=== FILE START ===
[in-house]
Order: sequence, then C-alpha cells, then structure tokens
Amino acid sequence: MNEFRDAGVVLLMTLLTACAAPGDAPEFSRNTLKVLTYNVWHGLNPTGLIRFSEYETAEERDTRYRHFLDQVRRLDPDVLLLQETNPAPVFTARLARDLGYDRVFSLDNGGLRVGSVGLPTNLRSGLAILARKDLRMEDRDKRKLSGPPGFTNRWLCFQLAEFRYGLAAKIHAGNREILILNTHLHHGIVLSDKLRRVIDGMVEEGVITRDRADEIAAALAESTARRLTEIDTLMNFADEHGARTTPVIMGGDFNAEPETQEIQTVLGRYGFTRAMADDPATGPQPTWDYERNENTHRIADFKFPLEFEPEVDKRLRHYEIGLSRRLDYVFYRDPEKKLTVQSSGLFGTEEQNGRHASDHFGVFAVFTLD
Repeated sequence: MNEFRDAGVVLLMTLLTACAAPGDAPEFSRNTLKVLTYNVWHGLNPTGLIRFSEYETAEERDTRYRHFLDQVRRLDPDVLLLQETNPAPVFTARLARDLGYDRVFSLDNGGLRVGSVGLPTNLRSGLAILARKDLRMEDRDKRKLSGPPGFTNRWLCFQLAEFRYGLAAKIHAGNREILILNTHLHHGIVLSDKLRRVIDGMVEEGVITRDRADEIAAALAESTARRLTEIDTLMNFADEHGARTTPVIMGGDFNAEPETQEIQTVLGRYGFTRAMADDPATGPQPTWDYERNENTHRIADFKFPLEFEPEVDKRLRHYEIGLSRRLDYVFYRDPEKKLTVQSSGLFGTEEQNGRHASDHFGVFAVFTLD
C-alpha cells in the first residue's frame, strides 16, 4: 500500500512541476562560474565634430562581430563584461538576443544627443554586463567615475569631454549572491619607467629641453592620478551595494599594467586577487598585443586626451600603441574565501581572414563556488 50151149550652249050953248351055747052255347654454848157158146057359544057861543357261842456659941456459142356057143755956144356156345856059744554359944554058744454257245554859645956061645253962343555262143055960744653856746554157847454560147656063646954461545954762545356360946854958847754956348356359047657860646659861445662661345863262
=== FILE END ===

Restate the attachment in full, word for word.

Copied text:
[in-house]
Order: sequence, then C-alpha cells, then structure tokens
Amino acid sequence: MNEFRDAGVVLLMTLLTACAAPGDAPEFSRNTLKVLTYNVWHGLNPTGLIRFSEYETAEERDTRYRHFLDQVRRLDPDVLLLQETNPAPVFTARLARDLGYDRVFSLDNGGLRVGSVGLPTNLRSGLAILARKDLRMEDRDKRKLSGPPGFTNRWLCFQLAEFRYGLAAKIHAGNREILILNTHLHHGIVLSDKLRRVIDGMVEEGVITRDRADEIAAALAESTARRLTEIDTLMNFADEHGARTTPVIMGGDFNAEPETQEIQTVLGRYGFTRAMADDPATGPQPTWDYERNENTHRIADFKFPLEFEPEVDKRLRHYEIGLSRRLDYVFYRDPEKKLTVQSSGLFGTEEQNGRHASDHFGVFAVFTLD
Repeated sequence: MNEFRDAGVVLLMTLLTACAAPGDAPEFSRNTLKVLTYNVWHGLNPTGLIRFSEYETAEERDTRYRHFLDQVRRLDPDVLLLQETNPAPVFTARLARDLGYDRVFSLDNGGLRVGSVGLPTNLRSGLAILARKDLRMEDRDKRKLSGPPGFTNRWLCFQLAEFRYGLAAKIHAGNREILILNTHLHHGIVLSDKLRRVIDGMVEEGVITRDRADEIAAALAESTARRLTEIDTLMNFADEHGARTTPVIMGGDFNAEPETQEIQTVLGRYGFTRAMADDPATGPQPTWDYERNENTHRIADFKFPLEFEPEVDKRLRHYEIGLSRRLDYVFYRDPEKKLTVQSSGLFGTEEQNGRHASDHFGVFAVFTLD
C-alpha cells in the first residue's frame, strides 16, 4: 500500500512541476562560474565634430562581430563584461538576443544627443554586463567615475569631454549572491619607467629641453592620478551595494599594467586577487598585443586626451600603441574565501581572414563556488 50151149550652249050953248351055747052255347654454848157158146057359544057861543357261842456659941456459142356057143755956144356156345856059744554359944554058744454257245554859645956061645253962343555262143055960744653856746554157847454560147656063646954461545954762545356360946854958847754956348356359047657860646659861445662661345863262